Skip Navigation
Genetics Home Reference: your guide to understanding genetic conditions     A service of the U.S. National Library of Medicine®

Chromosome 8

Reviewed November 2013

What is chromosome 8?

Humans normally have 46 chromosomes in each cell, divided into 23 pairs. Two copies of chromosome 8, one copy inherited from each parent, form one of the pairs. Chromosome 8 spans more than 146 million DNA building blocks (base pairs) and represents between 4.5 and 5 percent of the total DNA in cells.

Identifying genes on each chromosome is an active area of genetic research. Because researchers use different approaches to predict the number of genes on each chromosome, the estimated number of genes varies. Chromosome 8 likely contains about 700 genes that provide instructions for making proteins. These proteins perform a variety of different roles in the body.

Genes on chromosome 8 are among the estimated 20,000 to 25,000 total genes in the human genome.

Genetics Home Reference provides information about the following genes on chromosome 8:

  • ANK1
  • ASAH1
  • CHD7
  • CHRNA2
  • CLN8
  • CNGB3
  • CYP11B1
  • CYP11B2
  • DPYS
  • ESCO2
  • EXT1
  • EYA1
  • FAM83H
  • FGFR1
  • GDAP1
  • GDF6
  • KCNQ3
  • KIAA0196
  • LPL
  • NBN
  • NDRG1
  • NEFL
  • PDP1
  • PLEC
  • RAD21
  • RECQL4
  • RUNX1T1
  • SLC20A2
  • SLC52A2
  • SLURP1
  • SNAI2
  • TG
  • THAP1
  • TRPS1
  • TTPA
  • VPS13B
  • WRN

How are changes in chromosome 8 related to health conditions?

Many genetic conditions are related to changes in particular genes on chromosome 8. This list of disorders associated with genes on chromosome 8 provides links to additional information.

Genetics Home Reference provides information about the following conditions related to genes on chromosome 8:

  • 8p11 myeloproliferative syndrome
  • achromatopsia
  • amelogenesis imperfecta
  • ataxia with vitamin E deficiency
  • autosomal dominant nocturnal frontal lobe epilepsy
  • Baller-Gerold syndrome
  • benign familial neonatal seizures
  • branchiootorenal syndrome
  • breast cancer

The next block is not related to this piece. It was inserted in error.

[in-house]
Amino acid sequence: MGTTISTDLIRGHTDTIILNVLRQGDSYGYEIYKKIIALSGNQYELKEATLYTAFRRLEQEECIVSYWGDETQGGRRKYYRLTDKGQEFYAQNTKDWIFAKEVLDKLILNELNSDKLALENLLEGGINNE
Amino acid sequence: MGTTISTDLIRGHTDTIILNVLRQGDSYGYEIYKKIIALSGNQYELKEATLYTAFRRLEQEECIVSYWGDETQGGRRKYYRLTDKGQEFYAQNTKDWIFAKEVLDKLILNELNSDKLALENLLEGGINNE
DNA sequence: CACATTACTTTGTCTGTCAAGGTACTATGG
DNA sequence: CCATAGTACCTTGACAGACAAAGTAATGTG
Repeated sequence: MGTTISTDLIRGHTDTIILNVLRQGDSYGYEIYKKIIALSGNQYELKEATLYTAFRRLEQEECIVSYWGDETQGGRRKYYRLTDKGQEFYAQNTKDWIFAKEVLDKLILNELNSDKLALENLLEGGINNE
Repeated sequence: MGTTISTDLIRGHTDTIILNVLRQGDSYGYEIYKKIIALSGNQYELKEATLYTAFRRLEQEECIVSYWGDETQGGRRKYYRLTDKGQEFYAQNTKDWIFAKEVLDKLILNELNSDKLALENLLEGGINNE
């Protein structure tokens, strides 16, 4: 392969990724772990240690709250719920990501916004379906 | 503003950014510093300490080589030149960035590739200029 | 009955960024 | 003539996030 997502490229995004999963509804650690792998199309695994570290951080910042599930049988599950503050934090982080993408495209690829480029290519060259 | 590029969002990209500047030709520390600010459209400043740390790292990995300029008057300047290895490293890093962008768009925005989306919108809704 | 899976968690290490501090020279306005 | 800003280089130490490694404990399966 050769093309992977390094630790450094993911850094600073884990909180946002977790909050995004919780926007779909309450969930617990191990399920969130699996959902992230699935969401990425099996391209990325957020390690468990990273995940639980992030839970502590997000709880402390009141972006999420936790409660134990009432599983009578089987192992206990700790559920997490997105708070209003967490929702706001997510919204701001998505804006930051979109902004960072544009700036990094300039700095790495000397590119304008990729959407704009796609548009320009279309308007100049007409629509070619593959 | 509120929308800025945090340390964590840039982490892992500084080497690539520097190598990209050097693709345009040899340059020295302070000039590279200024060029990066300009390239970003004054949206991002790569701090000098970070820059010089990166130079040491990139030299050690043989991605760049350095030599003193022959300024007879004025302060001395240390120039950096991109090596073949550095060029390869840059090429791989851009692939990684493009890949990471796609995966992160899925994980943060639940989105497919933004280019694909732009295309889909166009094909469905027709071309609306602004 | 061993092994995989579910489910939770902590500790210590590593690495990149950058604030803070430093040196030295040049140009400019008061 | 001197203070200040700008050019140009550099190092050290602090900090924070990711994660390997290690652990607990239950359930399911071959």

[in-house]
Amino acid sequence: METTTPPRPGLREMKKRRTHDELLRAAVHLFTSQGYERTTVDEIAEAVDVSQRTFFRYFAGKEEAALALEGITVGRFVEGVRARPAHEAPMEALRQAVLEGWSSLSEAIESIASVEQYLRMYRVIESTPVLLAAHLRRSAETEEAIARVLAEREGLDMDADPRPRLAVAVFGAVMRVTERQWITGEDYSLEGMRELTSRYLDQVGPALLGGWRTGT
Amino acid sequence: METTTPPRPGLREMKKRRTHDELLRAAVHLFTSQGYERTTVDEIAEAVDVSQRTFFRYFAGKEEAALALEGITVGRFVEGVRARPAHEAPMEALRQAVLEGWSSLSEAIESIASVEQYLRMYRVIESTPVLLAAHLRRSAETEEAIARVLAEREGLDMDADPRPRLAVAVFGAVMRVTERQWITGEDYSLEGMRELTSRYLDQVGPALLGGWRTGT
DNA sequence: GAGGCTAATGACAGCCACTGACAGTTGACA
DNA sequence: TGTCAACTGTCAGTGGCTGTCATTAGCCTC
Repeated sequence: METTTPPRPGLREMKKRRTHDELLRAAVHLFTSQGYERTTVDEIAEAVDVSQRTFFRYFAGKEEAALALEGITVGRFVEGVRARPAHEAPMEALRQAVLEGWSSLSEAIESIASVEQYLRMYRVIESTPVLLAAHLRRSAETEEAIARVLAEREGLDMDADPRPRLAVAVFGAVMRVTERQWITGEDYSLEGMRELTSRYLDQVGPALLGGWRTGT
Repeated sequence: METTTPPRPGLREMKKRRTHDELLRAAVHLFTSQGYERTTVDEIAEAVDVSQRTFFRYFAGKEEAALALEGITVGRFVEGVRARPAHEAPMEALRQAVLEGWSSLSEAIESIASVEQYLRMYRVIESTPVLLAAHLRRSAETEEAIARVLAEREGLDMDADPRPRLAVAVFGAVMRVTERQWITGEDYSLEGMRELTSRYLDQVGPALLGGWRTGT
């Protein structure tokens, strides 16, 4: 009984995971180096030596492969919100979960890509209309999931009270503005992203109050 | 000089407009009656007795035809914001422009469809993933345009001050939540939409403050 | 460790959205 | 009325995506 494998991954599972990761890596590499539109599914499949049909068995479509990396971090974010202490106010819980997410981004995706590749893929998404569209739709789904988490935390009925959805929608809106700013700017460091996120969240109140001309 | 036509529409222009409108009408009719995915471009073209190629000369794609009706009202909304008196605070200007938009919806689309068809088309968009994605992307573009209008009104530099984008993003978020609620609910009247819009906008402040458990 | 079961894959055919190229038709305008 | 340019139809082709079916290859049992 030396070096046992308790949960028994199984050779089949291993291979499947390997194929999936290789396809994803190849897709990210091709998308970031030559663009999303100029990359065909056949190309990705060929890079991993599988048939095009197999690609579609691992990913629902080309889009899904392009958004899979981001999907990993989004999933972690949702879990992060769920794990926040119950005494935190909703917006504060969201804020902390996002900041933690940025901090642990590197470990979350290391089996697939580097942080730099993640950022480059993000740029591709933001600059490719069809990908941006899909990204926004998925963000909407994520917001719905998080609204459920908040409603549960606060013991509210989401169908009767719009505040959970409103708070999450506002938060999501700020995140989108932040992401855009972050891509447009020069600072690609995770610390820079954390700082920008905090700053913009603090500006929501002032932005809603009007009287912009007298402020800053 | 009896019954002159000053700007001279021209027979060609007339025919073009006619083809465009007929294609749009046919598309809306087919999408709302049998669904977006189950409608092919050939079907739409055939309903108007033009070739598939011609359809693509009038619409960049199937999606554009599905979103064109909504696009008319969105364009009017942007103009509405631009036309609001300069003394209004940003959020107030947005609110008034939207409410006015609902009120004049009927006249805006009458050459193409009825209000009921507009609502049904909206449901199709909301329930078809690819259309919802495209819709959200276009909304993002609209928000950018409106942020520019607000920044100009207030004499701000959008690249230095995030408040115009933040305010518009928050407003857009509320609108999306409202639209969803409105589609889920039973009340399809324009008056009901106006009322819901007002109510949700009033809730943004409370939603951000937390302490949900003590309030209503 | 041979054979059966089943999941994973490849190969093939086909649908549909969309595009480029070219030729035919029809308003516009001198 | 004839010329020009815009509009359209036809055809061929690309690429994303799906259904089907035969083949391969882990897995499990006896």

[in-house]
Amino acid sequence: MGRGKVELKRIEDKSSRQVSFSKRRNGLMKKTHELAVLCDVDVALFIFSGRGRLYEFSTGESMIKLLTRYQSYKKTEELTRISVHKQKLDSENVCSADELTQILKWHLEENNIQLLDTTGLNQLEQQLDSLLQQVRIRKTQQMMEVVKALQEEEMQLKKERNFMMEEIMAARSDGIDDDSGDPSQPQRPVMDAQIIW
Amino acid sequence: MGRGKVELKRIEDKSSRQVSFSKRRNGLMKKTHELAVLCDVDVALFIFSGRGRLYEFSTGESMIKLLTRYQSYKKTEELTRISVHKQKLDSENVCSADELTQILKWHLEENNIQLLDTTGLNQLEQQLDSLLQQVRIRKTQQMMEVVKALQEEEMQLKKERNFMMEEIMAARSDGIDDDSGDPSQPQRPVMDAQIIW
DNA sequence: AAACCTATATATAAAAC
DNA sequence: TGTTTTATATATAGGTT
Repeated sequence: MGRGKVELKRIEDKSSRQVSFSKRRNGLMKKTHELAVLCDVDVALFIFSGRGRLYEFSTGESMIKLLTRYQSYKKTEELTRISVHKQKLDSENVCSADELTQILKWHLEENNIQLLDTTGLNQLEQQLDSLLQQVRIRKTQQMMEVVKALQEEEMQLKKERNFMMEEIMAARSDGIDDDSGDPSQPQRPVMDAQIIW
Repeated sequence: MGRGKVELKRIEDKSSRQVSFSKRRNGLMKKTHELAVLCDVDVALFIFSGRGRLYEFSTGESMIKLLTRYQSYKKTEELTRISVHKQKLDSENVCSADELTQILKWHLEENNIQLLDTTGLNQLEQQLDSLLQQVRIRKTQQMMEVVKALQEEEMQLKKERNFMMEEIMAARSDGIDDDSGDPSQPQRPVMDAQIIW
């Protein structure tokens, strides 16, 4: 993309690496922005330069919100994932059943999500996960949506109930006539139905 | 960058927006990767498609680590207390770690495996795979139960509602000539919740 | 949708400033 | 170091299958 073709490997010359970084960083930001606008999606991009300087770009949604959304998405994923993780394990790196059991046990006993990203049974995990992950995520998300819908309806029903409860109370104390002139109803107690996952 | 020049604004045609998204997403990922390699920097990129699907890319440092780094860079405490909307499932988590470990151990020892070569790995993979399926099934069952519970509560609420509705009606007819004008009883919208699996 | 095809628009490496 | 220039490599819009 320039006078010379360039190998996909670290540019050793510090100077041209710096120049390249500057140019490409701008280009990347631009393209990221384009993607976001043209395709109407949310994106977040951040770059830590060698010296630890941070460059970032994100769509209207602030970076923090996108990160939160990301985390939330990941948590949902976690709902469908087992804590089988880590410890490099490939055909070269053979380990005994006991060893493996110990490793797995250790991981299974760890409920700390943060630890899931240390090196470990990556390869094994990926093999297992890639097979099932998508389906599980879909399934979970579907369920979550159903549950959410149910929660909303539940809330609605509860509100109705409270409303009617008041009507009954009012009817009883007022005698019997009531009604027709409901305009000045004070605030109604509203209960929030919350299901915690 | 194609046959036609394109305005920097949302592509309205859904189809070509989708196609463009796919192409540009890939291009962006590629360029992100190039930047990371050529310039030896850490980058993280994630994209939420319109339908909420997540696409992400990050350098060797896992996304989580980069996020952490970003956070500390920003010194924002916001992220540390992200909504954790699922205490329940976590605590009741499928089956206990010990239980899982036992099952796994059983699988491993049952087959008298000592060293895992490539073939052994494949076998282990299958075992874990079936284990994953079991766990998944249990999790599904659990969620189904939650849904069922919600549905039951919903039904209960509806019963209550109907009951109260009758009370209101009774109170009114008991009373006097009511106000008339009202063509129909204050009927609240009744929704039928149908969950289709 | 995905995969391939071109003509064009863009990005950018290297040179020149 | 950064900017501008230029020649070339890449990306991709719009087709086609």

• Charcot-Marie-Tooth disease
  • CHARGE syndrome
  • Cohen syndrome
  • coloboma
  • congenital adrenal hyperplasia due to 11-beta-hydroxylase deficiency
  • congenital hypothyroidism
  • congenital myasthenic syndrome
  • core binding factor acute myeloid leukemia
  • Cornelia de Lange syndrome
  • corticosterone methyloxidase deficiency
  • dihydropyrimidinase deficiency
  • dystonia 6
  • epidermolysis bullosa simplex
  • epidermolysis bullosa with pyloric atresia
  • familial hyperaldosteronism
  • familial idiopathic basal ganglia calcification
  • familial lipoprotein lipase deficiency
  • Farber lipogranulomatosis
  • Graves disease
  • Hashimoto thyroiditis
  • hereditary multiple exostoses
  • hereditary spherocytosis
  • idiopathic pulmonary fibrosis
  • juvenile Paget disease
  • Kallmann syndrome
  • Klippel-Feil syndrome
  • Langer-Giedion syndrome
  • late-infantile neuronal ceroid lipofuscinosis
  • mal de Meleda
  • microphthalmia
  • mucopolysaccharidosis type III
  • Nijmegen breakage syndrome
  • Northern epilepsy
  • osteoglophonic dysplasia
  • ovarian cancer
  • Paget disease of bone
  • Pfeiffer syndrome
  • piebaldism
  • prostate cancer
  • pyruvate dehydrogenase deficiency
  • RAPADILINO syndrome
  • riboflavin transporter deficiency neuronopathy
  • Roberts syndrome
  • Rothmund-Thomson syndrome
  • spastic paraplegia type 8
  • spinal muscular atrophy with progressive myoclonic epilepsy
  • surfactant dysfunction
  • Waardenburg syndrome
  • Werner syndrome

Changes in the structure or number of copies of a chromosome can also cause problems with health and development. The following chromosomal conditions are associated with such changes in chromosome 8.

8p11 myeloproliferative syndrome

Translocations of genetic material between chromosome 8 and other chromosomes can cause 8p11 myeloproliferative syndrome. This condition is characterized by an increased number of white blood cells (myeloproliferative disorder) and the development of lymphoma, a blood-related cancer that causes tumor formation in the lymph nodes. The myeloproliferative disorder usually develops into another form of blood cancer called acute myeloid leukemia. The most common translocation involved in this condition, written as t(8;13)(p11;q12), fuses part of the FGFR1 gene on chromosome 8 with part of the ZMYM2 gene on chromosome 13. The translocations are found only in cancer cells.

The protein produced from the normal FGFR1 gene can turn on cellular signaling that helps the cell respond to its environment, for example by stimulating cell growth. The protein produced from the fused gene, regardless of the partner gene involved, leads to constant FGFR1 signaling. The uncontrolled signaling promotes continuous cell growth and division, leading to cancer.

core binding factor acute myeloid leukemia

A type of blood cancer known as core binding factor acute myeloid leukemia (CBF-AML) is associated with a rearrangement (translocation) of genetic material between chromosomes 8 and 21. This rearrangement is associated with approximately 7 percent of acute myeloid leukemia cases in adults. The translocation, written as t(8;21), fuses part of the RUNX1T1 gene (also known as ETO) from chromosome 8 with part of the RUNX1 gene from chromosome 21. This mutation is acquired during a person's lifetime and is present only in certain cells. This type of genetic change, called a somatic mutation, is not inherited.